Common Iora is a small sized greenish yellow bird that has a distinctive two white bars across its wings. A garrulous bird that keeps itself busy in the bushes of thick foliaged trees found at the edges of forests. During breeding season it is known to make some striking displays. A common bird but must say quite difficult to take a snap, the above has not come properly but as and when I am able to capture better pictures I intend to replace it. Till then the readers will have to do with these pictures!. These birds have many subspecies with the variations in the plumage.
Amy Lowell: We do not ask the trees to teach us moral lessons
Amy Lowell (1874-1924) was an American poet who was known for her contribution to Imagist movement (along with Ezra Pound). This i read about her in the net that i thought was interesting "She never attended college because her family did not consider that proper for a woman, but she compensated with avid reading and near-obsessive book-collecting". Apart from some excellent poems she is also known for her biography of Yeats.
This para from the preface she wrote to Sword Blades and Poppy seed
I wish to state my firm belief that poetry should not try to teach, that it should exist simply because it is a created beauty, even if sometimes the beauty of a gothic grotesque. We do not ask the trees to teach us moral lessons, and only the Salvation Army feels it necessary to pin texts upon them. We know that these texts are ridiculous, but many of us do not yet see that to write an obvious moral all over a work of art, picture, statue, or poem, is not only ridiculous, but timid and vulgar. We distrust a beauty we only half understand, and rush in with our impertinent suggestions. How far we are from "admitting the Universe"! The Universe, which flings down its continents and seas, and leaves them without comment. Art is as much a function of the Universe as an Equinoctial gale, or the Law of Gravitation; and we insist upon considering it merely a little scroll-work, of no great importance unless it be studded with nails from which pretty and uplifting sentiments may be hung!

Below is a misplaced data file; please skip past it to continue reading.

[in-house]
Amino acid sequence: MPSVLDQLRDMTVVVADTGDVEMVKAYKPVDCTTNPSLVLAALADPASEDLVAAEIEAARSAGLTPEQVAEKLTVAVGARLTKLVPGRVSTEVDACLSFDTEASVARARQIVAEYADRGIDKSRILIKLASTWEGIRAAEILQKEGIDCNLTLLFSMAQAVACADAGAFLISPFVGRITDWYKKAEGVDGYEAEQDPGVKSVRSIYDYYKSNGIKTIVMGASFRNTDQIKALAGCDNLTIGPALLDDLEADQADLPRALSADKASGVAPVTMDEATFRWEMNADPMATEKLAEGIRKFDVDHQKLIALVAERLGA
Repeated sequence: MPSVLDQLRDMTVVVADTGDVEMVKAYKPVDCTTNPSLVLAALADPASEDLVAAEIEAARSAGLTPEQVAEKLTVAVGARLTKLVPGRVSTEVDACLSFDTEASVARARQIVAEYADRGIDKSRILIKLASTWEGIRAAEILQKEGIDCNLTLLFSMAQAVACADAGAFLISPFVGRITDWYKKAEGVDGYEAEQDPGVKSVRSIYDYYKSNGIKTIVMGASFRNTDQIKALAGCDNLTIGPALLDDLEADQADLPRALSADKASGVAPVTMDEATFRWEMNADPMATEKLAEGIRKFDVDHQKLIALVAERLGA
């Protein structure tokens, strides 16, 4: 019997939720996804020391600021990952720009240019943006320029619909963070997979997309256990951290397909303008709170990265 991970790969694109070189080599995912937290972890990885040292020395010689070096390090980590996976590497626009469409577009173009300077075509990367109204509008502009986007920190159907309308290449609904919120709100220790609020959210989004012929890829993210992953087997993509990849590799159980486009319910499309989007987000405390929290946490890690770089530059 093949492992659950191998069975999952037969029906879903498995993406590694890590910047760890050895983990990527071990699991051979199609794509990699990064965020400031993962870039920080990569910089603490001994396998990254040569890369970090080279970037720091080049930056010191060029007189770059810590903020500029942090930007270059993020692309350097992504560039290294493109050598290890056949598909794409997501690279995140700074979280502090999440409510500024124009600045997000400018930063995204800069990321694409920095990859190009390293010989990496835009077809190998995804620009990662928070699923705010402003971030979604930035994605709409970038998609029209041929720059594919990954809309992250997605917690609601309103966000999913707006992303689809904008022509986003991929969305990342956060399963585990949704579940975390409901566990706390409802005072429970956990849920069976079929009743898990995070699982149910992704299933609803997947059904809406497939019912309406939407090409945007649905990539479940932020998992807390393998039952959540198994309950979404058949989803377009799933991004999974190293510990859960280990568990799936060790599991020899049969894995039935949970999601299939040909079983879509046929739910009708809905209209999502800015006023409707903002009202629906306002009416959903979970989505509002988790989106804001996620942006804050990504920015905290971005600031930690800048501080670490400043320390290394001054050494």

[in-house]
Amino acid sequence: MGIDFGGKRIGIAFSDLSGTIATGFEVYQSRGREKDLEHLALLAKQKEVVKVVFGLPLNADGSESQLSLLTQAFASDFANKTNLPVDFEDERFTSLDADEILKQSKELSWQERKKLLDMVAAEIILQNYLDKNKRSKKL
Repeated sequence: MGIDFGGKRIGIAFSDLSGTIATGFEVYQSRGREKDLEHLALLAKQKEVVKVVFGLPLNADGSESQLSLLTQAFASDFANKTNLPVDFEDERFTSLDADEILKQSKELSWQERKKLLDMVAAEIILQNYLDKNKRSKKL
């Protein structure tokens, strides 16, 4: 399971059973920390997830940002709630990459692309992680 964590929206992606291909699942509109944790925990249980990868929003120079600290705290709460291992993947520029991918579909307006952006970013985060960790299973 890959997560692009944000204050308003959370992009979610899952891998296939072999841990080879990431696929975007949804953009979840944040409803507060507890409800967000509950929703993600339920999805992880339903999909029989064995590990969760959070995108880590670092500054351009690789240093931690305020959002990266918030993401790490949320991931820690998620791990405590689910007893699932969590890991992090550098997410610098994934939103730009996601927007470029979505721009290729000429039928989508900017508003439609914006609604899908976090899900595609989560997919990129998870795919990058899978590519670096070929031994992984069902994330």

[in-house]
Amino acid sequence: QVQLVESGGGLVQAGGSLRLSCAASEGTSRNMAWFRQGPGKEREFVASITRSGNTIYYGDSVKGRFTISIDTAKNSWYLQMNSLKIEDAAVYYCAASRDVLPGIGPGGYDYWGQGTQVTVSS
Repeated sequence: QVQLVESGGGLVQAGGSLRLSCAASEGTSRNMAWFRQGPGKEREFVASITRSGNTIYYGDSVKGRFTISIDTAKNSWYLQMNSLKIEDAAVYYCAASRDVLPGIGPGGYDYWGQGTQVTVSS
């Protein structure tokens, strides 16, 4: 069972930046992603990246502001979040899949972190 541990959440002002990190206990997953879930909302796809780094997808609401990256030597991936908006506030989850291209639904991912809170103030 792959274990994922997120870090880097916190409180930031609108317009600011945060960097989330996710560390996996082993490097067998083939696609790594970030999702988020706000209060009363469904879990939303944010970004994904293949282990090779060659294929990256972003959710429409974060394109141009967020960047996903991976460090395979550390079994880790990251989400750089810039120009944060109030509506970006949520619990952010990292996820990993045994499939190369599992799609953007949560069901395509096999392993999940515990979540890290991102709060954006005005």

The Painter on Silk
There was a man
Who made his living
By painting roses
He sat in an upper chamber
And the noises of the street
Meant nothing to him.
When he heard bugles, and fifes, and drums,
He thought of red, and yellow, and white roses
Bursting in the sunshine,
And smiled as he worked.
He thought only of roses,
When he could get no more silk
He stopped painting
And only thought
The day the conquerors
Entered the city,
The old man
He heard the bugles and drums,
And wished he could paint the roses
Bursting into sound.
These lines from A London Thoroughfare. 2AM
Opposite my window,
The moon cuts,
Clear and round,
Through the plum-coloured night.
She cannot light the city;
It is too bright.
It has white lamps,
And glitters coldly.
I stand in the window and watch the moon.
She is thin and lustreless,
But I love her.
I know the moon,
And this is an alien city.
Happiness, to some, elation;
Is, to others, mere stagnation.
Days of passive somnolence,
At its wildest, indolence.
Hours of empty quietness,
No delight, and no distress.
Happiness to me is wine,
Full of tang and fiery pleasure,
Far too hot to leave me leisure
For a single thought beyond it.
Drunk! Forgetful! This the bond: it
Means to give one's soul to gain
Life's quintessence. Even pain
Pricks to livelier living, then
Wakes the nerves to laugh again,
Rapture's self is three parts sorrow.
Although we must die to-morrow,
Losing every thought but this;
Torn, triumphant, drowned in bliss.